I’ve been seeing more and thinking more about the idea of “narrative” as it relates to a brand.

The notion is that a brand is perceived over time not by what it says but by what it does. And those acts form a spine of a narrative that invites consumers in to participate.

An example might be Target. Target has grown a narrative of a big box retailer that delivers quality, well-designed goods for competitive prices. Over the years Target has invited us to a large number of events around the launch of designer lines—Massoni, Michael Graves, Issac Mizrahi. In between we have the store experience–it’s more brightly lit with wider aisles than other retailers and of course, bathed in vivid red. The narrative of Target is all about “cheap chic,” making well designed goods affordable.

Wal-Mart is about paying less, but “living better,” the words that evoke parents doing better by their kids. Wal-Mart can deliver on this narrative because it operates the worlds largest and most efficient supply chain.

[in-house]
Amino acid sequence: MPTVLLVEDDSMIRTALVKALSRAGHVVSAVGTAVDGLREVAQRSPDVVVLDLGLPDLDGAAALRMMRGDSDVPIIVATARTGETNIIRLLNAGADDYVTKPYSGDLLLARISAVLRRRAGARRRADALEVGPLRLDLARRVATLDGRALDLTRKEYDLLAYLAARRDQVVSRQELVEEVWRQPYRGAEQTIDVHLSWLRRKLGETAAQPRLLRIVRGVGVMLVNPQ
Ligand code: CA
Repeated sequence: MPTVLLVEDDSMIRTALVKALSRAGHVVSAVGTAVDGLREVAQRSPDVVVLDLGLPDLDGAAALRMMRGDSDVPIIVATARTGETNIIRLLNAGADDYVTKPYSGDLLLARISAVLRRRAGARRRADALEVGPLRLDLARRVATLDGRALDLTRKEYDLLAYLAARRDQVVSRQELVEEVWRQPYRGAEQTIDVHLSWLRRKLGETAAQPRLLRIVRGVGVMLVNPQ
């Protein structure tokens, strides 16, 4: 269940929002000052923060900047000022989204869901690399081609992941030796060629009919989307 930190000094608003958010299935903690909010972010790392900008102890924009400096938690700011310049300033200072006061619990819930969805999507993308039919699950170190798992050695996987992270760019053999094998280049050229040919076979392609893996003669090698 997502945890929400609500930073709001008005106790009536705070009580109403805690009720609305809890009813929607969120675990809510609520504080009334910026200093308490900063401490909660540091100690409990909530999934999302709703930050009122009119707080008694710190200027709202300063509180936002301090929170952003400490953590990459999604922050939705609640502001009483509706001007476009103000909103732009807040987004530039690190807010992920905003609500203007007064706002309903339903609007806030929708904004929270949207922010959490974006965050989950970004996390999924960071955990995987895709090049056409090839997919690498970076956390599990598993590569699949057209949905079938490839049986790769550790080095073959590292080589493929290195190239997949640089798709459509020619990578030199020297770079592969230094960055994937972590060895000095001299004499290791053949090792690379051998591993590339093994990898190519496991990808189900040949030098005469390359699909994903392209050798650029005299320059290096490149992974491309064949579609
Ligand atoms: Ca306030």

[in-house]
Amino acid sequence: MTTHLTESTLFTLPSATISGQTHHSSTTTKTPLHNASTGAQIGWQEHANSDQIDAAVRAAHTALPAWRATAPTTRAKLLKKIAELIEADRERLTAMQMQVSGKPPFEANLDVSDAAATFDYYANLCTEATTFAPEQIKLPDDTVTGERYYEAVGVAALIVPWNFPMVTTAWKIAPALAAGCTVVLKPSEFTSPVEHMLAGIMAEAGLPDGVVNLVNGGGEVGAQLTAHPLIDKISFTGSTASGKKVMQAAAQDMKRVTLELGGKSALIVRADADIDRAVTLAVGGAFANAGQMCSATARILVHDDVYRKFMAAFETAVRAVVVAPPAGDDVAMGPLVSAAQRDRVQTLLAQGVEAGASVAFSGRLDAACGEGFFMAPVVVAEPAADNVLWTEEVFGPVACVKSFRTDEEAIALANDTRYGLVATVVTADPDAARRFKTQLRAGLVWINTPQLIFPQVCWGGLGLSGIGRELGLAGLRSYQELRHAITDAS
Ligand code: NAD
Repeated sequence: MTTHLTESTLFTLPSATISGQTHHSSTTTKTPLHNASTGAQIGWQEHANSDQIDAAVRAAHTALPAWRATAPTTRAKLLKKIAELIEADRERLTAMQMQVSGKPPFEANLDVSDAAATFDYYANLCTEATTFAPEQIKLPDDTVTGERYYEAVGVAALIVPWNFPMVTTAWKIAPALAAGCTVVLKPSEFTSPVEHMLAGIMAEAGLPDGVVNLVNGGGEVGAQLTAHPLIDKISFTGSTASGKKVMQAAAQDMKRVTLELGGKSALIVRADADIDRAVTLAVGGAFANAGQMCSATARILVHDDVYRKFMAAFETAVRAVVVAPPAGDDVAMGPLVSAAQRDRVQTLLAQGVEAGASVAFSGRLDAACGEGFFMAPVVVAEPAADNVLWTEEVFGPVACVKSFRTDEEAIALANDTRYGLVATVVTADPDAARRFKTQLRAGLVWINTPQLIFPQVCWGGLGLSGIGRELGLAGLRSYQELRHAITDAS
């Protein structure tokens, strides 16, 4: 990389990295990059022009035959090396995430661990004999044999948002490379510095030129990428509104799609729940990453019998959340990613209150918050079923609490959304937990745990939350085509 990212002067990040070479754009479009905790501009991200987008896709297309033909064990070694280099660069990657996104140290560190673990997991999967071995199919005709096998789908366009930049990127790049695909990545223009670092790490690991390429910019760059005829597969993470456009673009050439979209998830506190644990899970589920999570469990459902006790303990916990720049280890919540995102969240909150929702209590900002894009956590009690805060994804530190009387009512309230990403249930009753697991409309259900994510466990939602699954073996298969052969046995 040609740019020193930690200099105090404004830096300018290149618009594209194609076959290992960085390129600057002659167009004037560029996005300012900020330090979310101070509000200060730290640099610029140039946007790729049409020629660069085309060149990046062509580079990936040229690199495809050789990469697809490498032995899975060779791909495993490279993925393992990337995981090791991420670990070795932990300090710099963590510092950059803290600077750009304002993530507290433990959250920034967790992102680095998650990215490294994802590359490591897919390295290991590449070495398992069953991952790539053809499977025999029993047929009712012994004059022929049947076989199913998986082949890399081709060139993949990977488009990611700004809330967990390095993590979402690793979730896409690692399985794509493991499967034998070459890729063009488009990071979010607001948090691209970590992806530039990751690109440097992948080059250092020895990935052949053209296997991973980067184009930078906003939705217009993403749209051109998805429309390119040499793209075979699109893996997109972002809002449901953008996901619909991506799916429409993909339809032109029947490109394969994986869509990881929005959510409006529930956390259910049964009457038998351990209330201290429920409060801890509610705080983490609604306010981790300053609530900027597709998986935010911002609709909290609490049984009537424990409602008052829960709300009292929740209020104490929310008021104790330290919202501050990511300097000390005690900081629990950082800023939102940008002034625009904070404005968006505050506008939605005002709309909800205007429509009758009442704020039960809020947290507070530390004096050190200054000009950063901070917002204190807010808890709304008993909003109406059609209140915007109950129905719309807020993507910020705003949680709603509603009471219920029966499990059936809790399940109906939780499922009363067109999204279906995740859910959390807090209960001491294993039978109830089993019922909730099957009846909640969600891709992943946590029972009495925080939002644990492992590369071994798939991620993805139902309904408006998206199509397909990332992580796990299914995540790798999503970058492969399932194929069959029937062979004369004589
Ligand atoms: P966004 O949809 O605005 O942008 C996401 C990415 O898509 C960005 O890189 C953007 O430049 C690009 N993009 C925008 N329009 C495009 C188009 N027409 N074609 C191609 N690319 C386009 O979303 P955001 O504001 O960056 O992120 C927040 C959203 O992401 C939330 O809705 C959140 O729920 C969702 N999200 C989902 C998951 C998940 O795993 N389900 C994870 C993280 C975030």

Narrative as platform for a brand provides a frame that’s bigger than (in fact will contain) story-telling. The buzz-kill of “story-telling” is that it’s still fundementally about the brand telling the consumer something, albeit more engaging. Narrative invites people in to make it part of their own narrative.

I gave a presentation last week for the Minnebar* Conference held at Best Buy headquarters in Minneapolis.

Here’s my deck, which includes both narrative blurbs on each slide that summarize my “talk track,” as well as links to several sources that I found especially helpful. John Hagel of Deloitte is the latest person I’ve heard speak with clarity about the idea. Dr. David Boje at the University of New Mexico School of Business is also doing a lot of writing and research. There’s more to be found on the notion of narrative of brands on Slideshare as well: